A sign reading "No Admittance Disease Prevention Area KEEP OUT" outside of a hog barn by feed bins. National Hog Farmer/Kevin Schulz

Study suggests potential for pathogen transmission via feed

Research model uses surrogate viruses in simulated voyage of feed ingredients.

Source: Swine Health Information Center
In preliminary findings, a study conducted by Pipestone Applied Research and South Dakota State University shows the potential for porcine reproductive and respiratory syndrome virus and other viruses to contaminate and survive in feed ingredients, including soybean meal and dried distillers grains. The study is based on a model simulating the transboundary movement of contaminated ingredients that was developed to identify “high-risk combinations” of viruses and feed ingredients. The entire white paper is available here.

The Swine Health Information Center is interested in discovering potential risks to the U.S. pork industry and has provided significant funding for this ongoing work. The SHIC Swine Disease Matrix was used to identify target viral pathogens for evaluation in the study. Researchers used “surrogate viruses” in some instances which allowed study of closely related and structurally similar viruses.

This research examined multiple viruses for their ability to survive under shipping conditions coming into the United States. Preliminary data indicate the survival of viruses and surrogate viruses including the Seneca Virus A (surrogate for foot-and-mouth disease, and of interest itself), bovine herpesvirus-1 (surrogate for pseudorabies virus), and PRRSV (using PRRSV 174) during the 37-day study period. Ingredients frequently supporting virus survival include SBM, lysine, choline and Vitamin D, and, in some cases, DDGs. Other products were not shown to consistently support viral survival during the 37-day study period. In the process, a subset of viruses has also been recovered from pork casings and different kinds of pet food. None of the viruses survived the 37-day incubation period in the absence of a feed component matrix.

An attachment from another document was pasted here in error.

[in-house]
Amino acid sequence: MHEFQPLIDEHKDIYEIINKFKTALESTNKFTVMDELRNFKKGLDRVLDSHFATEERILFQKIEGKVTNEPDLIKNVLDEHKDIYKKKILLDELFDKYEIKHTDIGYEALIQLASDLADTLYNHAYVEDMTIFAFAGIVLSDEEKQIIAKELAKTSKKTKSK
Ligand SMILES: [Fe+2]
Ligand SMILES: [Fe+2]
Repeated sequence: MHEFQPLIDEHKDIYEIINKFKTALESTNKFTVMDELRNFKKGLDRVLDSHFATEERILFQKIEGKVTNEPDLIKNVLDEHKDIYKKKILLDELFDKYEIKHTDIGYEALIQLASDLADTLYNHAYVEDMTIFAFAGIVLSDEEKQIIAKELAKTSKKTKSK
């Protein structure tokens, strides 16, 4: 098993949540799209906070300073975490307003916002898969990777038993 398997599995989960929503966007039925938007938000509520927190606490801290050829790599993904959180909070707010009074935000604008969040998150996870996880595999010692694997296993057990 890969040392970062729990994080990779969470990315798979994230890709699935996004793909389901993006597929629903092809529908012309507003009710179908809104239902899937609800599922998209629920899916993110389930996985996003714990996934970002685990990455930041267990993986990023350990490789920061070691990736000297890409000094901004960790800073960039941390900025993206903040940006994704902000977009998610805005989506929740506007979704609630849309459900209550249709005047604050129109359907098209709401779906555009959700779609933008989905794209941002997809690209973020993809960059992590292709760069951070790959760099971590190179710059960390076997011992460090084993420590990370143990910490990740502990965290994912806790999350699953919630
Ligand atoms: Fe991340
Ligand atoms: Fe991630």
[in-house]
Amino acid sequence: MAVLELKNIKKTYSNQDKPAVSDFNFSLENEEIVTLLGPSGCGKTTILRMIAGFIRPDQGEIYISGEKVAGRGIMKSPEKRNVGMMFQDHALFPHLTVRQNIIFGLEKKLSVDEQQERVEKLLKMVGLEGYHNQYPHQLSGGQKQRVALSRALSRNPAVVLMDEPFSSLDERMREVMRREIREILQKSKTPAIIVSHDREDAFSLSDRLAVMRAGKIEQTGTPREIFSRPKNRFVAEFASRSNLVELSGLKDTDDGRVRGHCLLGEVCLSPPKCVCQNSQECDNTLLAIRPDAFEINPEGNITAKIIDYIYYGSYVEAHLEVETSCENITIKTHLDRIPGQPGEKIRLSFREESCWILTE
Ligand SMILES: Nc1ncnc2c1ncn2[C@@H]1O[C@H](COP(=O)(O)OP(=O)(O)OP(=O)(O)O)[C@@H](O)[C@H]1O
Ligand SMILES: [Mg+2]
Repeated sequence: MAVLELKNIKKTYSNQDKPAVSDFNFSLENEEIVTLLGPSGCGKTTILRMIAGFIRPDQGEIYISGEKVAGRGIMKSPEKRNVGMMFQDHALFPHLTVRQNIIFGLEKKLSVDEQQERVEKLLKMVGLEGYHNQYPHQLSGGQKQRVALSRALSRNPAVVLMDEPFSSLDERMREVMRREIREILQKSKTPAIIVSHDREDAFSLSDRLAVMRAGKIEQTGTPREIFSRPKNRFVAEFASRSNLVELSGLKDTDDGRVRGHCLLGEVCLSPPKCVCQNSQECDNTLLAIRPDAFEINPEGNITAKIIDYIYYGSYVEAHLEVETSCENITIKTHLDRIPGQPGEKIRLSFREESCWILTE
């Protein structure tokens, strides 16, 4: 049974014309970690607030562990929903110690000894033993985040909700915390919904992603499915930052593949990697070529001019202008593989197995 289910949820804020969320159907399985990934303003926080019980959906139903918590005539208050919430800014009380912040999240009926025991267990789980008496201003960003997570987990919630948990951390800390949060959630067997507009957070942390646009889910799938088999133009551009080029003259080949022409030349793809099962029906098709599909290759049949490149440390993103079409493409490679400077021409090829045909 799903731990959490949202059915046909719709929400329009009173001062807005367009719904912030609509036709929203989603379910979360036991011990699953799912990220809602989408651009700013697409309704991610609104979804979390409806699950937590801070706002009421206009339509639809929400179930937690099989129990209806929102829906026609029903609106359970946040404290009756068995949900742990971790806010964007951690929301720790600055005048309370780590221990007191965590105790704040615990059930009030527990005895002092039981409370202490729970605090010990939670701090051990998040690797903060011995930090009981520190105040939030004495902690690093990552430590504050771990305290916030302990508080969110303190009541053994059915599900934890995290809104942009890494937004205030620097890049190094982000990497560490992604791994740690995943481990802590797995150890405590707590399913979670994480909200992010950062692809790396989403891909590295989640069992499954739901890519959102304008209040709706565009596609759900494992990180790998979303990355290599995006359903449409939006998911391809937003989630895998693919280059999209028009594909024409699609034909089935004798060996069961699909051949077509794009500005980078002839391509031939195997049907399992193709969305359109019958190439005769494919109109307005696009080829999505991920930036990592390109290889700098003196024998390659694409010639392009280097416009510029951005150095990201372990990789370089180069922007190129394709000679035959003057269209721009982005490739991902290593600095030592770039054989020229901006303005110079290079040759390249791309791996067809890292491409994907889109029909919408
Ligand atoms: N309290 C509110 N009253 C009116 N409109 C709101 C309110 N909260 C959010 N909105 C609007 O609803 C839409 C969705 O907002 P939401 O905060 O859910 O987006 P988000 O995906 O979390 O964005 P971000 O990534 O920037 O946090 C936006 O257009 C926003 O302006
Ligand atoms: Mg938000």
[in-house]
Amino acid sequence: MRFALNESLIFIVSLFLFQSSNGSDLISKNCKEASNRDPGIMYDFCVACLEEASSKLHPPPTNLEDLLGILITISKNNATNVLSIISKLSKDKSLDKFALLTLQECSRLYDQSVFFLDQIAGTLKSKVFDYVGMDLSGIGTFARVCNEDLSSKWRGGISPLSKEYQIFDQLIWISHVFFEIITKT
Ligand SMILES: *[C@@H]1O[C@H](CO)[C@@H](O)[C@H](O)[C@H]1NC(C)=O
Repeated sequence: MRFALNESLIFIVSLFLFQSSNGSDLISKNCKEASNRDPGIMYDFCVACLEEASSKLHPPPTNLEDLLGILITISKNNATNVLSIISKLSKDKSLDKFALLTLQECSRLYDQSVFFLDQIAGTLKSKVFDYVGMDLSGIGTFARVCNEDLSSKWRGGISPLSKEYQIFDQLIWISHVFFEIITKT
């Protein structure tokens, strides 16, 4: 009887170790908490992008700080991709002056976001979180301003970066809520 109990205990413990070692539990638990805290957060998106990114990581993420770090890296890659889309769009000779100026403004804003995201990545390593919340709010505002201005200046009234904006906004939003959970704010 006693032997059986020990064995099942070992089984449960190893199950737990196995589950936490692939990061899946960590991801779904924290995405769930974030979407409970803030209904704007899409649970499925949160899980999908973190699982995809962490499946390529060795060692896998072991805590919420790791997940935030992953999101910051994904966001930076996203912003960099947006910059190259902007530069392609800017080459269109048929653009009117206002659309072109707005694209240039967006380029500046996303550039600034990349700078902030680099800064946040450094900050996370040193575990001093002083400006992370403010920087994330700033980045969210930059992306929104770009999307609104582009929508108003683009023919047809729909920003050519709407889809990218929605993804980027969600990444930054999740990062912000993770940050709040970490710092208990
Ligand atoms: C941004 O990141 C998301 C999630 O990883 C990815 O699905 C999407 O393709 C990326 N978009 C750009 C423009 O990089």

These results suggest a subset of contaminated feed ingredients could serve as vehicles for foreign animal disease, other transboundary introduction in the United States and possibly circulation of viruses within the United States. In particular, the PRRSV data may provide new insights and areas of further study on the role of area spread.

Further mitigation research has already begun. This process will include testing of a variety of feed additives that might be able to neutralize these pathogens when added to feed during milling or other processes that may help mitigate risk. 

Heat treatment during corn processing into DDGs and soybean conversion into SBM should neutralize pathogens present on the corn kernel or bean prior to processing. However, research at Kansas State University has shown the potential for porcine epidemic diarrhea virus contamination of feed during the milling process if PEDV is present within the feed mill emphasizing the need for feed mill biosecurity plans. Although, more information is needed about oral viral infective doses to accurately assess risk.

The mission of the Swine Health Information Center is to protect and enhance the health of the U.S. swine herd through coordinated global disease monitoring, targeted research investments that minimize the impact of future disease threats, and analysis of swine health data. For more information, visit the SHIC website or contact Paul Sundberg, SHIC executive director.

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